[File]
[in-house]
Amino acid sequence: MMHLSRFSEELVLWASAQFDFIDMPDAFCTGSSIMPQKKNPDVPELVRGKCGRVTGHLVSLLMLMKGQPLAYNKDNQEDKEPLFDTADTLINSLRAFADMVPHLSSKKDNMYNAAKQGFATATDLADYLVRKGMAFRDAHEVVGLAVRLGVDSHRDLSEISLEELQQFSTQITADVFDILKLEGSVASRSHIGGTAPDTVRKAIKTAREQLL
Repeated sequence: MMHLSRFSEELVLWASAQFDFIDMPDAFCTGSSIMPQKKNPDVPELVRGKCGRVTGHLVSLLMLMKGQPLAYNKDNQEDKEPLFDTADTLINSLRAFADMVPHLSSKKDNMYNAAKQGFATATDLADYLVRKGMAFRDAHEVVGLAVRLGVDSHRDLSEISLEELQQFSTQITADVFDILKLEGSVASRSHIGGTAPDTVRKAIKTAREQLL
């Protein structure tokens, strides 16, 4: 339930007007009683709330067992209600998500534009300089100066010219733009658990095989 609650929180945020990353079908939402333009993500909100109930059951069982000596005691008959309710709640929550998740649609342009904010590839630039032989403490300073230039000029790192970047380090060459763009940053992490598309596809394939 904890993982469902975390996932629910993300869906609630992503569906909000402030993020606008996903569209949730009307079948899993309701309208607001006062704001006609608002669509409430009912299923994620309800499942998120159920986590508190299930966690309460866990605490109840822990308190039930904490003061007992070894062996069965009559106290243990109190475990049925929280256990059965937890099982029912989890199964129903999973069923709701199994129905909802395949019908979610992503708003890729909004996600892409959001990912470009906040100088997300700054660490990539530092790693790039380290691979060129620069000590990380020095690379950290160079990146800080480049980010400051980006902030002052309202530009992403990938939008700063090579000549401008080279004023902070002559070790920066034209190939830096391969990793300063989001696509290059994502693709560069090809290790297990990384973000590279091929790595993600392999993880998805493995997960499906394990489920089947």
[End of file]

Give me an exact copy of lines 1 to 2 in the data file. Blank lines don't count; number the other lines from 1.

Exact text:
[in-house]
Amino acid sequence: MMHLSRFSEELVLWASAQFDFIDMPDAFCTGSSIMPQKKNPDVPELVRGKCGRVTGHLVSLLMLMKGQPLAYNKDNQEDKEPLFDTADTLINSLRAFADMVPHLSSKKDNMYNAAKQGFATATDLADYLVRKGMAFRDAHEVVGLAVRLGVDSHRDLSEISLEELQQFSTQITADVFDILKLEGSVASRSHIGGTAPDTVRKAIKTAREQLL